I backed the quilt with scrumptiously cosy pink cotton flannelette and quilted the panels a quarter of an inch either side of the seam lines using a pretty pink variegated thread. I confess that I parked the quilt for a good week while I pondered the binding (and started something else!) The main quilt has such a lot going on I didn't want to add another busy floral, my usual polka dot looked just wrong and I didn't want a solid because I wanted the binding to look pretty against the solid pink backing. In the end, I went for this pale blue gingham which I cut on the bias so that the lines form an attractive criss-cross pattern. A bit more work than cutting on the straight of grain as one would normally but I like it very much. A pretty vintage embroidered label was the finishing touch.

Ah, pretty quilt, quite quite special but wave it a fond farewell I shall. It won't be adding to the toppling piles of quilts I have reserved greedily for myself but is currently in my blogshop waiting a new home. I will get lots of pleasure seeing this beauty go off to pastures new to be cosied up and become part of a new family's memories.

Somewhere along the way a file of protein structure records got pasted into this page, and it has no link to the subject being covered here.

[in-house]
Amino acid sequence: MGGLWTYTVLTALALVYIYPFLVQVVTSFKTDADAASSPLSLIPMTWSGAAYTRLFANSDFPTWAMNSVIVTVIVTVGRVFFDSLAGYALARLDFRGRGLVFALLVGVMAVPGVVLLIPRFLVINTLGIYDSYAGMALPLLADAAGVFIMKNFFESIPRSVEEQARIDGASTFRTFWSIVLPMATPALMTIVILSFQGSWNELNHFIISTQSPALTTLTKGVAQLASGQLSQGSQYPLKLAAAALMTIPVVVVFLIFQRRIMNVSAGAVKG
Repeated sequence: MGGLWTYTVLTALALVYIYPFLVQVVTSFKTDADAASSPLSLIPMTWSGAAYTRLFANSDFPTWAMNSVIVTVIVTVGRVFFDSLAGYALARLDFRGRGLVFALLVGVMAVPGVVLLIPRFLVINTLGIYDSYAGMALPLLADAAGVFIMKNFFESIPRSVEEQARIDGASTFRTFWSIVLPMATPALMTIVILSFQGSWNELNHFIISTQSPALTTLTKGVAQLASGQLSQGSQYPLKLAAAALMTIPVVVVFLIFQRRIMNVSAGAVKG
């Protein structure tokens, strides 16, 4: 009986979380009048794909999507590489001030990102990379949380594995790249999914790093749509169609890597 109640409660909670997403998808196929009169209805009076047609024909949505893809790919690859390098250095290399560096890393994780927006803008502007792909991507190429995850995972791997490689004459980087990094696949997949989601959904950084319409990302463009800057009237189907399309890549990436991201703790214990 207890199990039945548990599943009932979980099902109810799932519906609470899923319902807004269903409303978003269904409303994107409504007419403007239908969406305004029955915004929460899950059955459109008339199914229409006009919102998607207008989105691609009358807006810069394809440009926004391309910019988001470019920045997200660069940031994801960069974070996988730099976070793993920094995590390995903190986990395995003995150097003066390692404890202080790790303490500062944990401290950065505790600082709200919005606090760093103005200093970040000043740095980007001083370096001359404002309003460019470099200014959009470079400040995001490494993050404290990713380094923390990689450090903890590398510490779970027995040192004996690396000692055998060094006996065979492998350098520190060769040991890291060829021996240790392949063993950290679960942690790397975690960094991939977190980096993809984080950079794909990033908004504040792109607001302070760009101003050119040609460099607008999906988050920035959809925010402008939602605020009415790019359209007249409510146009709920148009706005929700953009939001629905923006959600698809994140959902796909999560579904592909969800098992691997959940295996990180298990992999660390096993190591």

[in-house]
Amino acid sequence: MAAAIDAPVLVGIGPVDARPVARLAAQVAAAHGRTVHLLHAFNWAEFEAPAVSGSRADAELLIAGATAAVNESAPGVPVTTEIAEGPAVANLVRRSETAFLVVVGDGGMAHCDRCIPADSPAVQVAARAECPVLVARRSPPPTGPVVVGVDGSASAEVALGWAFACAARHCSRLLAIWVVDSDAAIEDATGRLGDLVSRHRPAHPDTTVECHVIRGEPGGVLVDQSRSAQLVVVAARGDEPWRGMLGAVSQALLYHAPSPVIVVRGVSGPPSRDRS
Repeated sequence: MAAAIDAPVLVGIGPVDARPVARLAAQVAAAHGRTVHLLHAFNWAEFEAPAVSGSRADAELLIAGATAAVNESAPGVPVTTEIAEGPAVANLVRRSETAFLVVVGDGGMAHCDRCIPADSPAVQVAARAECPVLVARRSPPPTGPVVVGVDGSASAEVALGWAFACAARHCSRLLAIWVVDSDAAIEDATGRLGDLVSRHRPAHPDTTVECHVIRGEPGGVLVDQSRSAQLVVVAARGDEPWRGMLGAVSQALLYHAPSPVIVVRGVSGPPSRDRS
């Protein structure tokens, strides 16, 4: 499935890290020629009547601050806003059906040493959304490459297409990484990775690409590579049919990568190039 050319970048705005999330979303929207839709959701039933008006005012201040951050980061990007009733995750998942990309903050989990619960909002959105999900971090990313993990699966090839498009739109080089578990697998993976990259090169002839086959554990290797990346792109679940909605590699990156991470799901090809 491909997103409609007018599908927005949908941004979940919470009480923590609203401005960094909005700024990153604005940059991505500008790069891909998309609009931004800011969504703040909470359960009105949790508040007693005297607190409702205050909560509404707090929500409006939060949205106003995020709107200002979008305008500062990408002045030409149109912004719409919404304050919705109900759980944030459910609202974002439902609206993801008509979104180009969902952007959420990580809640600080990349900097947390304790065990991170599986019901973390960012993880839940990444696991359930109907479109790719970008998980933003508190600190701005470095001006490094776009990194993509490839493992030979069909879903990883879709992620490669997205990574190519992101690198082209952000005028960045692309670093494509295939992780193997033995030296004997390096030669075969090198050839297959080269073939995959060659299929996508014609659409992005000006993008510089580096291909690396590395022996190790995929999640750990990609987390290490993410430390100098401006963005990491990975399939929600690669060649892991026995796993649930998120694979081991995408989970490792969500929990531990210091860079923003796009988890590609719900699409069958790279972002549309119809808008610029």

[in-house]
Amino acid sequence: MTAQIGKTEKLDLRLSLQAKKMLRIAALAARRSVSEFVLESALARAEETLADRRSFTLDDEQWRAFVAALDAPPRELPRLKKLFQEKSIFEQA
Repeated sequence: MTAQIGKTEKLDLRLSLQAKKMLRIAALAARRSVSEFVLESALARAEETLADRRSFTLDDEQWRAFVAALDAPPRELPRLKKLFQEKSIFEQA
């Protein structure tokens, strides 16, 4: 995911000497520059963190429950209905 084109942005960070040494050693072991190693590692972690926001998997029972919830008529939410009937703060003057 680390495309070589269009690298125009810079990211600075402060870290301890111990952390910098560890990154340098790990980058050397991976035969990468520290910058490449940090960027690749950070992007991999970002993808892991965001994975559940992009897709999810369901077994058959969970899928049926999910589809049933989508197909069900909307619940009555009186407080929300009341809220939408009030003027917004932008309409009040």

I can't help thinking a certain ginger furry friend would get quite excited at the sight of it so I had better spirit it away somewhere safe. Don't go feeling sorry for Charlie-Boy though, this week he has added a patchwork Cath K mini-cushion as a pillow to his bedding!

It's a hard life! The Hanky Panky Quilt can be found here.

Thursday, 18 August 2011


Now where were we? Ah yes, we were all shopped out and were off to look at the real-life quilts at the NEC's Festival Of Quilts. Sister is ready and looking fetching alongside a pretty diamond-pieced number with scrumptious Kaffe Fassett fabrics. There's something about his colours, they just glow.